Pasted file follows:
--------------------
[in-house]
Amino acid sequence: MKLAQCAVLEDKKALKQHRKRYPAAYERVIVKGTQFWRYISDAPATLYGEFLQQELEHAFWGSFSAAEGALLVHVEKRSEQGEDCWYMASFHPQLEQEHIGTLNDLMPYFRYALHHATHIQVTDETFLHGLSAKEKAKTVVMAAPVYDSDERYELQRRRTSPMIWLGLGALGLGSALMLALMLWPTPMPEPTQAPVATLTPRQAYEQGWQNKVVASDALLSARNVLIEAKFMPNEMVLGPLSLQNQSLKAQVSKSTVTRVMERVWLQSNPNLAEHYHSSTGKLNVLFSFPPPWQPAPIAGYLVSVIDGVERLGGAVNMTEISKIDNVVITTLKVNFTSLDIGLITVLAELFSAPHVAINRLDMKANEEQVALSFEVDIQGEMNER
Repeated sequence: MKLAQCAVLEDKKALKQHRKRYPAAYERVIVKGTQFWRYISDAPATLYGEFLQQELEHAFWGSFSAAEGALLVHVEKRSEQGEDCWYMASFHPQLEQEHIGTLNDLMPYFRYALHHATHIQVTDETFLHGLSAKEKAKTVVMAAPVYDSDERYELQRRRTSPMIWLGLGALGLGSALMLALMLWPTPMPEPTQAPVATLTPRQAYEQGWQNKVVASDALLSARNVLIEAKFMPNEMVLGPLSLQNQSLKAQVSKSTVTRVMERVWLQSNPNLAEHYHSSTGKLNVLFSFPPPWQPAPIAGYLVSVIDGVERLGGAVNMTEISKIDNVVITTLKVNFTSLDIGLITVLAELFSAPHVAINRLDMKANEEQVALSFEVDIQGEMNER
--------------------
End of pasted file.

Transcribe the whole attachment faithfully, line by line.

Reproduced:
[in-house]
Amino acid sequence: MKLAQCAVLEDKKALKQHRKRYPAAYERVIVKGTQFWRYISDAPATLYGEFLQQELEHAFWGSFSAAEGALLVHVEKRSEQGEDCWYMASFHPQLEQEHIGTLNDLMPYFRYALHHATHIQVTDETFLHGLSAKEKAKTVVMAAPVYDSDERYELQRRRTSPMIWLGLGALGLGSALMLALMLWPTPMPEPTQAPVATLTPRQAYEQGWQNKVVASDALLSARNVLIEAKFMPNEMVLGPLSLQNQSLKAQVSKSTVTRVMERVWLQSNPNLAEHYHSSTGKLNVLFSFPPPWQPAPIAGYLVSVIDGVERLGGAVNMTEISKIDNVVITTLKVNFTSLDIGLITVLAELFSAPHVAINRLDMKANEEQVALSFEVDIQGEMNER
Repeated sequence: MKLAQCAVLEDKKALKQHRKRYPAAYERVIVKGTQFWRYISDAPATLYGEFLQQELEHAFWGSFSAAEGALLVHVEKRSEQGEDCWYMASFHPQLEQEHIGTLNDLMPYFRYALHHATHIQVTDETFLHGLSAKEKAKTVVMAAPVYDSDERYELQRRRTSPMIWLGLGALGLGSALMLALMLWPTPMPEPTQAPVATLTPRQAYEQGWQNKVVASDALLSARNVLIEAKFMPNEMVLGPLSLQNQSLKAQVSKSTVTRVMERVWLQSNPNLAEHYHSSTGKLNVLFSFPPPWQPAPIAGYLVSVIDGVERLGGAVNMTEISKIDNVVITTLKVNFTSLDIGLITVLAELFSAPHVAINRLDMKANEEQVALSFEVDIQGEMNER